Eye For Film >> Movies >> Four Good Days (2020) Film Review
Four Good Days
Reviewed by: Jennie Kermode
“It will be different this time,” says Molly (Mila Kunis) when she arrives at her mother’s door. How many times has she said it before?
Deb (Glenn Close) is hesitant to let her in. She assumes that Molly is just after money. She’s had her heart broken too many times. But this time, as it turns out, it’s possible that the experience really will be different, because of the availability of a new treatment: an opioid antagonist which would inhibit the effects of heroin on the central nervous system, taking away its power over this damaged young woman. There’s just one catch: in order to be able to take it safely, Molly must be get completely sober first. She needs to spend four days without using: four good days.
Molly knows that her only hope of achieving this lies in obtaining her parents’ help. It’s one thing to say this whilst still fairly comfortably under the influence, however – another to cope with being locked in the garage as she begins to go cold turkey, with the intense distress that brings. Too rattled to stick to a single strategy, she veers between trying to get them to trust her and trying to make herself so obnoxious that they will give up on her and let her go. Nevertheless, as the direct influence of the heroin wanes, more of Molly emerges, and a real bond begins to form between her and her mother, giving them both that most dangerous of emotions: hope.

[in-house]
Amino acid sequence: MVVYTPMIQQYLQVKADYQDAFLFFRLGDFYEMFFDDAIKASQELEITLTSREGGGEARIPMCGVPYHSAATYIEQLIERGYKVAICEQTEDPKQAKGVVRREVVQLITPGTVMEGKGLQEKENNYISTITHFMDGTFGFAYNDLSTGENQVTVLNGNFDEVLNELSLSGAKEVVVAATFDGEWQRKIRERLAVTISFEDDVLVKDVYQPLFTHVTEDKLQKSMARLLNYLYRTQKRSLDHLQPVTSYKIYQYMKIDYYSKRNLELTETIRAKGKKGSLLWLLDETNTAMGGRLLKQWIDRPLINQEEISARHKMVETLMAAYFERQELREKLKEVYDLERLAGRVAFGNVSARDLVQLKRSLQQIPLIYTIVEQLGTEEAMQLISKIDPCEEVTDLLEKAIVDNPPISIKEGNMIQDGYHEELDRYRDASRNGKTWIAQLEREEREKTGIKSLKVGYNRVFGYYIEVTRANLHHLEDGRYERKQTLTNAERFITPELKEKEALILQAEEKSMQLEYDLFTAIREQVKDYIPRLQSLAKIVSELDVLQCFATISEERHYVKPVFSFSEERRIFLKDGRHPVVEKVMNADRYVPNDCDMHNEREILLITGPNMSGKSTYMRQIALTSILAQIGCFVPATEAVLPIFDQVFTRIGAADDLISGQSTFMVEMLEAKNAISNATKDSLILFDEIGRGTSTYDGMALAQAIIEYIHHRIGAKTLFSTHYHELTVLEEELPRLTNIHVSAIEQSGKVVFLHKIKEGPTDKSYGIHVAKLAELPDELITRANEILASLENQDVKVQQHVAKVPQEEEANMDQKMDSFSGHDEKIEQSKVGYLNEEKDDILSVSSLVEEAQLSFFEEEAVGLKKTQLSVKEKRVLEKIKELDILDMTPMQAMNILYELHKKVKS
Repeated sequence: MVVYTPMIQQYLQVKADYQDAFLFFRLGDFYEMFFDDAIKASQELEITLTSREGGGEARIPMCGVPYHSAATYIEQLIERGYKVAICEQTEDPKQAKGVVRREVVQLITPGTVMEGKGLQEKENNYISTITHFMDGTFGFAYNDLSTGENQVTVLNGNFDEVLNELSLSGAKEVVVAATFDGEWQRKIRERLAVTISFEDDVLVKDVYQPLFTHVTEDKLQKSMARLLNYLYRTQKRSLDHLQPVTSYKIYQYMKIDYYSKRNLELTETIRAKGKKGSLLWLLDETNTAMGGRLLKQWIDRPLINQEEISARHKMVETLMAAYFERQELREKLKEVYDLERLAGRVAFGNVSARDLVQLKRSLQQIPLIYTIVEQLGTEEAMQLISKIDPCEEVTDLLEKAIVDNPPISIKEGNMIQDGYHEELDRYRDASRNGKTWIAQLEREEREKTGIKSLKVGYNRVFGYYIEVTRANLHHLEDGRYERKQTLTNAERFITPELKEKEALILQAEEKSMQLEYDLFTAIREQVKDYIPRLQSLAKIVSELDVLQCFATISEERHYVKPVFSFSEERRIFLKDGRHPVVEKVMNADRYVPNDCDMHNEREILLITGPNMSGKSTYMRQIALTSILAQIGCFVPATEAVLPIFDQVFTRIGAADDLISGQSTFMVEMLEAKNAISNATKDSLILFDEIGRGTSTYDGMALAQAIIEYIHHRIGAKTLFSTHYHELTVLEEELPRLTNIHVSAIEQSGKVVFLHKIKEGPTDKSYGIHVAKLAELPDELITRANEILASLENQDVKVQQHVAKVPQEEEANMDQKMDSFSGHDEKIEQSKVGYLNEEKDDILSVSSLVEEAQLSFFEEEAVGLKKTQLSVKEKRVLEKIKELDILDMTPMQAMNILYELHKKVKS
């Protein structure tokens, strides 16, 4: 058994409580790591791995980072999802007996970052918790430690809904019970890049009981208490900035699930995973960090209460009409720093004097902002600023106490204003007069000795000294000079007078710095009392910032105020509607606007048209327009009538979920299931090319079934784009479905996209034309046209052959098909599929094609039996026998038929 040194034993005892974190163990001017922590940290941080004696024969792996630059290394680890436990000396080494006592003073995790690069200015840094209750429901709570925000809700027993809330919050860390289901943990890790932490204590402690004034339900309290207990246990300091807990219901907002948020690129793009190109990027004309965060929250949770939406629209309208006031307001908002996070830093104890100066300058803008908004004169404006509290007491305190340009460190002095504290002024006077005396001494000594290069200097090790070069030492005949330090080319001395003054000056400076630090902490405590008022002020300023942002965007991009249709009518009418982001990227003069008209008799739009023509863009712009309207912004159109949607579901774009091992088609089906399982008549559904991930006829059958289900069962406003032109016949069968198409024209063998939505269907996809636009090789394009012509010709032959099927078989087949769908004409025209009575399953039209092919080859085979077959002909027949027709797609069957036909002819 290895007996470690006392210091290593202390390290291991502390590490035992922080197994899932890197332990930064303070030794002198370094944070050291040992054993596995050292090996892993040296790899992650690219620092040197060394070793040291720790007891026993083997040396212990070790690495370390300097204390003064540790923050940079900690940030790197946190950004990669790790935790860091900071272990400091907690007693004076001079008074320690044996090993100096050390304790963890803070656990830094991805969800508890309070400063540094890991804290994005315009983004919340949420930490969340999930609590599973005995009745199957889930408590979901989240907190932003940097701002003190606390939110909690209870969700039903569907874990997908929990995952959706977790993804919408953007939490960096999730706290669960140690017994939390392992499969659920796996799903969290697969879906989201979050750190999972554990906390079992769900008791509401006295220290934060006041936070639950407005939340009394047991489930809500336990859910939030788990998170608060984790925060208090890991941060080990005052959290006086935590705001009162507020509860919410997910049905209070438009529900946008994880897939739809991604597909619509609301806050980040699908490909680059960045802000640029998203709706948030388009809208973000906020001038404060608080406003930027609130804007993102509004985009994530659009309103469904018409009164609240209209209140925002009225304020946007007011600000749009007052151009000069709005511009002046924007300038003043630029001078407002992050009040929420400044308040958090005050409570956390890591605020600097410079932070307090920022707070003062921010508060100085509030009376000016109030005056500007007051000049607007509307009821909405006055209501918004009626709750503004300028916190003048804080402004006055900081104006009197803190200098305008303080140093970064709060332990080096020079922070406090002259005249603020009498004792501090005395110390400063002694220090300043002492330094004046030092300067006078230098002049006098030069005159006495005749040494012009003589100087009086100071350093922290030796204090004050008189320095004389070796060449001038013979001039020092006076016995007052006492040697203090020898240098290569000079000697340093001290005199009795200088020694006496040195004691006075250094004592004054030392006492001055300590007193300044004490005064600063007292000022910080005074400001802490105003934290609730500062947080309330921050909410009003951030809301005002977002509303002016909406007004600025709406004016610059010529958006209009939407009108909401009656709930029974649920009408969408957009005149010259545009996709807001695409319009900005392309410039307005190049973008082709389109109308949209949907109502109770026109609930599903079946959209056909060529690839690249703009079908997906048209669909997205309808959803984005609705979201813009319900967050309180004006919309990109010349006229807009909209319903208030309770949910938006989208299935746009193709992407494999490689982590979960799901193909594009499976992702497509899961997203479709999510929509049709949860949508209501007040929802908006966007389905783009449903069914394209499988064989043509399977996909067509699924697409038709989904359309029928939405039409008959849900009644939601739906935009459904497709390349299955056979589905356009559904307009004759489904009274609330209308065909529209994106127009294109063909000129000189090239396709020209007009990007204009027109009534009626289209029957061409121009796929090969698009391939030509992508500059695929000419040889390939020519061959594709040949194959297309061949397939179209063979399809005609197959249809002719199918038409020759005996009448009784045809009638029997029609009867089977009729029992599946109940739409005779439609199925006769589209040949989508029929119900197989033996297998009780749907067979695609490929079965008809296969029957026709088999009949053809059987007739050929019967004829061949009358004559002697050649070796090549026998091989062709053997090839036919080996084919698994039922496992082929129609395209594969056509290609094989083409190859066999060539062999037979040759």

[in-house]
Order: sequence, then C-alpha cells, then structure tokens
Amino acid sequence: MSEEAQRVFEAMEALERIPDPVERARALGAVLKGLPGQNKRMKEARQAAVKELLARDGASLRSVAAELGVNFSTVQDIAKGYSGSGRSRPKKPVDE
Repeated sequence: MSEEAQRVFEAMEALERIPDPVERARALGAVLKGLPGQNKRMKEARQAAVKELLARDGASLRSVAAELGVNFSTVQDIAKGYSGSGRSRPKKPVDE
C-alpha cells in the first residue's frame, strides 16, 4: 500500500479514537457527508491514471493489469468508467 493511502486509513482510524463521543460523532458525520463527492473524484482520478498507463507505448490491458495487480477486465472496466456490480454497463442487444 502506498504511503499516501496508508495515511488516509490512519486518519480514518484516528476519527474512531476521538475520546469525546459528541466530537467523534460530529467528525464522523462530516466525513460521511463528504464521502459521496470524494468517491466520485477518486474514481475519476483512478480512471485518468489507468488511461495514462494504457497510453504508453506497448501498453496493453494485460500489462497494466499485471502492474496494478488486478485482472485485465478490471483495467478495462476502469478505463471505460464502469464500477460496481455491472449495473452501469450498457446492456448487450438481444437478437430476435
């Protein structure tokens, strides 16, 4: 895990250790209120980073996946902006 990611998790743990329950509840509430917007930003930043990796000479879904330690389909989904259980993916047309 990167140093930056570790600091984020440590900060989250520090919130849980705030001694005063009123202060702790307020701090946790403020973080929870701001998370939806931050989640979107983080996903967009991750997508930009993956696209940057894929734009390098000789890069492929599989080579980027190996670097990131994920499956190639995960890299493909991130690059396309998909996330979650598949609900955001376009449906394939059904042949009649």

Based on the true story of addict Amanda Wendler and her mother Libby Alexander, this is a much more honest and direct exploration of what heroin can do than most of what we have seen onscreen, and it’s refreshingly shorn of romanticism. Close is solid as ever but lets Kunis, who was bizarrely tipped for Best Supporting Actress in this season’s awards, take centre stage for much of the running time. Kunis’ performance is raw and ugly in just the way it needs to be, yet the chemistry between the two stars lets us see enough of what Molly has been, of what she could be, to keep us with her.
These are four difficult days to watch. For some viewers they will be painfully close to home. Each woman has her own struggle to contend with, but director Rodrigo García keeps the difference clear and there’s no sense of Molly’s struggles being appropriated. Four Good Days is designed to speak directly to those who know this pain, and its wider value stems from what it has to say about the struggle to connect.Reviewed on: 25 Mar 2022